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Great Avenue - Zabytek.pl

Gdańsk, al. Zwycięstwa

woj. pomorskie, pow. m. Gdańsk, gm. Gdańsk-gmina miejska

The Great Avenue (Wielka Aleja) is the oldest municipal greenery complex in Poland in the form of a two-kilometre-long and four-row avenue and one of the most valuable green monuments in Gdańsk.


The idea of creating the Great Avenue was initiated by Daniel Gralath (Mayor of Gdańsk, physicist, president of the Society of Naturalists), who allocated 100 thousand Danzig gulden for the complex and maintenance of the suburban promenade in his testament. In 1768-1770, a straight route with double-row walking avenues on the sides was mapped out using the main road from Gdańsk to Oliwa. Trees, including common limes, were imported from the Netherlands; responsibility for the mapping out and preparation of the area lied with captain Patzer; whereas Johann Jenin was entrusted with the task of taking care of plantings. In 1807 and 1813, during the Napoleonic Wars, many trees were damaged; the damages resulted from the cutting down of about 260 limes on a section of 400 m; owing to the efforts of merchants Johannes Labes and Karl G. Henrichsdorf, among others, the destroyed fragments of the avenue were quickly complemented. In the early 19th century, the ruined medieval Church of All Angels located to the east of the avenue was demolished and a cemetery was established for the poor. In 1822, the city took over the maintenance costs of the greenery complex; the avenue became a frequented urban promenade. In the 19th century, the area along the avenue was built up not only with cafés and restaurants, but also with cemeteries, parks, and sports grounds; a horse tram was put into service in 1872, and then an electric tram in 1896. In 1893, a large stone commemorating Daniel Gralath was placed in the currently Smoluchowskiego Street. In the late 19th century and early 20th century, electric lights were installed and new residential buildings appeared. In the 1920s, the avenue underwent alterations involving the creation of two separate paved roadways measuring over 5 m in width, a tram lane (about 7 m), and two bicycle paths (each 2 m wide). The new layout (including the modernised Horse Route leading to Heiligenbrunn (Holy Well)) covered the western part of the present-day Zwycięstwa Avenue running to the centre.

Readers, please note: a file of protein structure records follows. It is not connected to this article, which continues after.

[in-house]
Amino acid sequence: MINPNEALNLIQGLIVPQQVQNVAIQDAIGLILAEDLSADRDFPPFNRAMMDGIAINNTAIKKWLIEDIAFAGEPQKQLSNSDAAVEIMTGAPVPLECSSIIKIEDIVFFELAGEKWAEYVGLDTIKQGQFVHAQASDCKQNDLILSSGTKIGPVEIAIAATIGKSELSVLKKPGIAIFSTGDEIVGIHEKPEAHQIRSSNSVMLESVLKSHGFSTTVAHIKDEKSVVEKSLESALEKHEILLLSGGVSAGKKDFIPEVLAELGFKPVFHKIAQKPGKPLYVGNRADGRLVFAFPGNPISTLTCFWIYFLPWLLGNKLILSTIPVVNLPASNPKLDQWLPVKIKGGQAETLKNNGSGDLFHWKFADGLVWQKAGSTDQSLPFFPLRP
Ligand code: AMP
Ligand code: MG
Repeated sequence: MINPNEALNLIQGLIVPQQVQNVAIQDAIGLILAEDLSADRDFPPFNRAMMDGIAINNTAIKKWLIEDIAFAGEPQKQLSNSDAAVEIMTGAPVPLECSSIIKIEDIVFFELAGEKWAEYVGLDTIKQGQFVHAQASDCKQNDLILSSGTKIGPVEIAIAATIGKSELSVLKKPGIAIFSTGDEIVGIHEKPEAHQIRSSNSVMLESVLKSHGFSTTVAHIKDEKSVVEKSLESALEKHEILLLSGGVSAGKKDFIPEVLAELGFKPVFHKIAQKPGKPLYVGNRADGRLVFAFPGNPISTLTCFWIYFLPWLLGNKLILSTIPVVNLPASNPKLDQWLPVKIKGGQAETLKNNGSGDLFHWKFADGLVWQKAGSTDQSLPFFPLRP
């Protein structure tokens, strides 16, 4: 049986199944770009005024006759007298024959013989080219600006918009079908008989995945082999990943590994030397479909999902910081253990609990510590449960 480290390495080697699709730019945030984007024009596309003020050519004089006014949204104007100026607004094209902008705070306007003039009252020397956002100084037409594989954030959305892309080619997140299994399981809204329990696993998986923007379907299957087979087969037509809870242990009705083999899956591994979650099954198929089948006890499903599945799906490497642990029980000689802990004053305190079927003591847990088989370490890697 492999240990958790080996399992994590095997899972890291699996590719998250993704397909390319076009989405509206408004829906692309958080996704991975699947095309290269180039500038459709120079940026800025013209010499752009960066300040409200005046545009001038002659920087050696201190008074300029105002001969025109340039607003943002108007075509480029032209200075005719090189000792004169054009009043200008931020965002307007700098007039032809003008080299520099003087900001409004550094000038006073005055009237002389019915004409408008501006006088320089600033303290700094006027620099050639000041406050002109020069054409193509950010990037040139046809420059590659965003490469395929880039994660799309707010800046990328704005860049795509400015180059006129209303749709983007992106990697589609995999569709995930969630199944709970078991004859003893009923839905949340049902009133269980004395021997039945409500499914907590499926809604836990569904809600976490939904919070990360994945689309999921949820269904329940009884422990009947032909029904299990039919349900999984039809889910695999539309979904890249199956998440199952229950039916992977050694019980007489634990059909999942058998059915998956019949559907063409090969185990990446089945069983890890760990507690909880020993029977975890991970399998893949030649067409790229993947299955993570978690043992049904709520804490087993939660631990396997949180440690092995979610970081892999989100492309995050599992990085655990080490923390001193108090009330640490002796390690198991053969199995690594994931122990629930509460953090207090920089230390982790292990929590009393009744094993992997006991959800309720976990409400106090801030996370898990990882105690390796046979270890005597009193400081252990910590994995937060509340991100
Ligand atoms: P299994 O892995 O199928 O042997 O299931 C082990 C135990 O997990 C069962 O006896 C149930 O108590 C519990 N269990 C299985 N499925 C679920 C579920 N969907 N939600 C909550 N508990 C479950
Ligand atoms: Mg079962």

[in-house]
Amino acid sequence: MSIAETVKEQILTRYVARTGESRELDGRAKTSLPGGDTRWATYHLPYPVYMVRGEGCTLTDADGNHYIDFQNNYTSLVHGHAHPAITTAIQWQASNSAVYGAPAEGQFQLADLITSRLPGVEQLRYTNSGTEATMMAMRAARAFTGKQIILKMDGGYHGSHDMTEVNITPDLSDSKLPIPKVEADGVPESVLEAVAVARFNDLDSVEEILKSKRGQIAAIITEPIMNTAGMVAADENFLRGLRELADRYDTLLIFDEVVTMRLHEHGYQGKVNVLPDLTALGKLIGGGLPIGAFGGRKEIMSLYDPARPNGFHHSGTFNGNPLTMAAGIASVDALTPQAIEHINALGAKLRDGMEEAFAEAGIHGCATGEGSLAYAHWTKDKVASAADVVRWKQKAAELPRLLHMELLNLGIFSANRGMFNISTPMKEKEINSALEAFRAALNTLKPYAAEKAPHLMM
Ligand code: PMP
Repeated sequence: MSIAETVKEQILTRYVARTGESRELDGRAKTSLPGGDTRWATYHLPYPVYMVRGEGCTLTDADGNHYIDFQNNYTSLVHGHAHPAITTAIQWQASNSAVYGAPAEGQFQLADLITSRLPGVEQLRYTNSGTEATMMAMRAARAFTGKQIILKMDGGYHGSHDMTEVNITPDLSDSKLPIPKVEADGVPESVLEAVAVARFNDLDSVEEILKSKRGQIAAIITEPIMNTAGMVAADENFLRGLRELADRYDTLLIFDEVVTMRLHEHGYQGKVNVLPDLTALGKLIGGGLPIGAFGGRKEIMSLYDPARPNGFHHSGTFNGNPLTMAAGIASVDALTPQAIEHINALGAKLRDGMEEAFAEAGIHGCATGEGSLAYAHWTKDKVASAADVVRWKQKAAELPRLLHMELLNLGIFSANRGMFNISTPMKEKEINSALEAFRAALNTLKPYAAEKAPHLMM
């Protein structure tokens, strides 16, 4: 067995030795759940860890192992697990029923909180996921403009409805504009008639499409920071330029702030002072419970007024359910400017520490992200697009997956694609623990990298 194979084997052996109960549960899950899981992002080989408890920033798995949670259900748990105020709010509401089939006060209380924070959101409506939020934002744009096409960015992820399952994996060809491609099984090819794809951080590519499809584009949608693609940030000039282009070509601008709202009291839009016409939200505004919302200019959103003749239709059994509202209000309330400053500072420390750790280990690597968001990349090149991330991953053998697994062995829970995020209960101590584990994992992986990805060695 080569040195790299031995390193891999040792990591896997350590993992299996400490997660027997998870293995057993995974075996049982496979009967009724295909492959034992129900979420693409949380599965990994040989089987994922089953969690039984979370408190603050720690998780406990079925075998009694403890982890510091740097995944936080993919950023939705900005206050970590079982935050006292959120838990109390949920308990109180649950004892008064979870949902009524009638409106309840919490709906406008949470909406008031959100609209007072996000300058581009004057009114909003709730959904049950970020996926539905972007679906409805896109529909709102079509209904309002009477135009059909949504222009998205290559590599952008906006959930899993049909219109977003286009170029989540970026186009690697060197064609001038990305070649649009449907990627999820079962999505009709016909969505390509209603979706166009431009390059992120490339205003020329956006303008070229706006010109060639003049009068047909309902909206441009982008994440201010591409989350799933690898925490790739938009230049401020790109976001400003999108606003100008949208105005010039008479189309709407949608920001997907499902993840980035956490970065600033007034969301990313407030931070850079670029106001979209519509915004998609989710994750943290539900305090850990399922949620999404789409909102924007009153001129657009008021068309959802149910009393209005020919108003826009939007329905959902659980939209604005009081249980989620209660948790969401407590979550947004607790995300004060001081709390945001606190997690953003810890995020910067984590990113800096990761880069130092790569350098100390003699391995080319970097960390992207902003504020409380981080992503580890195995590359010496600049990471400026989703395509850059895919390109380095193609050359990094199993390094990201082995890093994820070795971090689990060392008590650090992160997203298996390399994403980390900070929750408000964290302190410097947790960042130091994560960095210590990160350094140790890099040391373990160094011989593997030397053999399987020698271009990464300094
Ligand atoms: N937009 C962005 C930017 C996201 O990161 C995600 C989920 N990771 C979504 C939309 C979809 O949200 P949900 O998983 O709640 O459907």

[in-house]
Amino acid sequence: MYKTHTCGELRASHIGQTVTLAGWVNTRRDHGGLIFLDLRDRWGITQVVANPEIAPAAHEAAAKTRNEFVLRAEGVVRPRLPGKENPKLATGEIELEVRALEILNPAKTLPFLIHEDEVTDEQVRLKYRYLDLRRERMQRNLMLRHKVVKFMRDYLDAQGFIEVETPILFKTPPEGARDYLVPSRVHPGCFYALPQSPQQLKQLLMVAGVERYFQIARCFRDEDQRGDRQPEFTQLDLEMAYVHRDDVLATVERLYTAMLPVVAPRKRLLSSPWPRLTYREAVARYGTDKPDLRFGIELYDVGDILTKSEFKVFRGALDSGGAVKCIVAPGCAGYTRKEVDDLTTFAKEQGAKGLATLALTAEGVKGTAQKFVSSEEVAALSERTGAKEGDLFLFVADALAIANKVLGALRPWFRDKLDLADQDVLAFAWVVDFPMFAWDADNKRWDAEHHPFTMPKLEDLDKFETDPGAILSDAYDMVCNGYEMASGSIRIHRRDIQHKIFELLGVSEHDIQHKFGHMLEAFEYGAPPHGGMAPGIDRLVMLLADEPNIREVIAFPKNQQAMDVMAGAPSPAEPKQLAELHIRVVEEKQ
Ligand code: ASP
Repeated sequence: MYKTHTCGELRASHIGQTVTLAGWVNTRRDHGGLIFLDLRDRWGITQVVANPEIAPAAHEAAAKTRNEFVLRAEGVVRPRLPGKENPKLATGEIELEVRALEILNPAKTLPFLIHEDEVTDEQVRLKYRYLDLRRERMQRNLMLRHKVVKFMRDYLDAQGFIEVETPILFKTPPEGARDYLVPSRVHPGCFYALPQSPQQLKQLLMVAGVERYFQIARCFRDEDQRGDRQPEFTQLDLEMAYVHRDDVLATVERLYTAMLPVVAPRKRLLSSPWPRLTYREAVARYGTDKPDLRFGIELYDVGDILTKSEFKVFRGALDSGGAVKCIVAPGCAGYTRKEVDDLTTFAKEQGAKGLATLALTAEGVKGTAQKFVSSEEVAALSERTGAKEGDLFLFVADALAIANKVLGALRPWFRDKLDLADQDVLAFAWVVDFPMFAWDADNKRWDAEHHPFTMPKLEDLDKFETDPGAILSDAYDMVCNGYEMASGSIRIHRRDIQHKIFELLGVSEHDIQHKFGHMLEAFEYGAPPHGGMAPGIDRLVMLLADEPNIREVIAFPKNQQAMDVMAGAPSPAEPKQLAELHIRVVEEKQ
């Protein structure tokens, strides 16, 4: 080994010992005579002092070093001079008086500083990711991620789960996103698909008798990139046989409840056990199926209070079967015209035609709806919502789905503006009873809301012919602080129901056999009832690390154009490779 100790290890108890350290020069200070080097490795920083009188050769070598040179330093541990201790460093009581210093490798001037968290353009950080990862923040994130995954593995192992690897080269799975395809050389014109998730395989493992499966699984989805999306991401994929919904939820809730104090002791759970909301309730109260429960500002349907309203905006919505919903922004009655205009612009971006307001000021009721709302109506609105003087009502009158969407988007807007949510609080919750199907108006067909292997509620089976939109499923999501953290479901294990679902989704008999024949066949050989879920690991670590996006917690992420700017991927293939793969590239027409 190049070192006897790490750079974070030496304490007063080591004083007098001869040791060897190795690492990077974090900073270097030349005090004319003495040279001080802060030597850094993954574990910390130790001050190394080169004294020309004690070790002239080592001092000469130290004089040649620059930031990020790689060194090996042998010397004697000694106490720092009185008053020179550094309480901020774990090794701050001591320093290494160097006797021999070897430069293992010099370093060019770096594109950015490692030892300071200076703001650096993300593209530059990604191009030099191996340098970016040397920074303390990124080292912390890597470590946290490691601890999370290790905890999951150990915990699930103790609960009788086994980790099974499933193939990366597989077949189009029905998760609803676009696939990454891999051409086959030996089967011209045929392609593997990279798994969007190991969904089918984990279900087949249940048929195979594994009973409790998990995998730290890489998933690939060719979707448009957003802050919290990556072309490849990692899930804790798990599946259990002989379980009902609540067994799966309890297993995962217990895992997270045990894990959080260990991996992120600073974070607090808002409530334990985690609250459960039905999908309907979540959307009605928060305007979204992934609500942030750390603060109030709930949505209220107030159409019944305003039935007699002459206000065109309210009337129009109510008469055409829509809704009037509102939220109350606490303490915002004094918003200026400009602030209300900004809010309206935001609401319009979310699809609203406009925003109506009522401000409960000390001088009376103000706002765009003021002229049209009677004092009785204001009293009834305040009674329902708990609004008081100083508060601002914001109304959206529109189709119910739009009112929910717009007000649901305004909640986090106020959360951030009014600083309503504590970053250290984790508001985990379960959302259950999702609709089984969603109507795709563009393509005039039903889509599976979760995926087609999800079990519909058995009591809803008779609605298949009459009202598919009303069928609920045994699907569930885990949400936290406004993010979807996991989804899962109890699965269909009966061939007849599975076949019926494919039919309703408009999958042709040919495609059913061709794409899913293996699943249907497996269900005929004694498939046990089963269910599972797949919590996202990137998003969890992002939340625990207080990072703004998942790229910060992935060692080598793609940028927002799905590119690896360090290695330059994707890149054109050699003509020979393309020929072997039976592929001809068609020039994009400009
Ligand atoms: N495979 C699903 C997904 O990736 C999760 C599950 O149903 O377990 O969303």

After World War 2, the losses of trees the avenue were estimated at 15%; about 1,300 trees survived, including more than 90% of the old-growth ones. In the late 1960s, the cemeteries adjacent to the avenue were liquidated and converted into parks. In the 1970s, the road system underwent further alterations, including relocation of the trackway to the east, widening of the road to Gdańsk, and addition of a new three-lane road to Wrzeszcz — the former walking avenues became inaccessible to walkers.


The Great Avenue connects the centre of Gdańsk to Wrzeszcz: it runs from the Oliwa Gate towards the north-west to the present-day Chinese Consulate General (1 Grunwaldzka Avenue). It was mapped out as a straight promenade measuring over 2 km in length and 30 m in width. The route for vehicles measuring more than 20 m in width run through the centre of the avenue; it adjoined two double-row walking avenues; each avenue measured approx. 6 m in width; the greenery complex consisted of four rows of common limes (Tilia x europea L.), spaced at least 6 m apart, in the so-called staggered pattern — each row was made up of 354 trees (a total of 1,416 limes). Young trees were irrigated using a system of ditches running along the inner rows.

Today, the original “Great Avenue” complex covers the western section of the present-day Zwycięstwa Avenue; the three-lane road leading to the centre of Gdańsk (together with a tram track) is closed off by two double-row avenues to the west and east. Both avenues have around 780 limes of different species, such as Tilia cordata (small-leaved lime), Tilia platyphyllos (large-leaved lime) or Tilia x europea (common lime). About 400 of them are the remains of the originally planted 1416 common limes.

The site is open to the general public.

compiled by Teofila Lebiedź-Gruda, Regional Branch of the National Heritage Board of Poland in Gdańsk, 06-11-2014.


  • Reichow H., Alte Buergerliche Gartenkunst, Berlin 1927, s. 23-24.
  • Rozmarynowska K., Ogrody odchodzące, Gdańsk 2011, s. 154-159.
  • Wasilewska I., Katalog parków woj. gdańskiego. Dokumentacja ewidencyjna Wielkiej Alei w Gdańsku, Gdańsk 1991 r., w zbiorach OT NID w Gdańsku.
  • Schwarz Z., Żmijewska E., Ogrody Gdańska i Okolic, Gdańsk 1995, s. 61-62.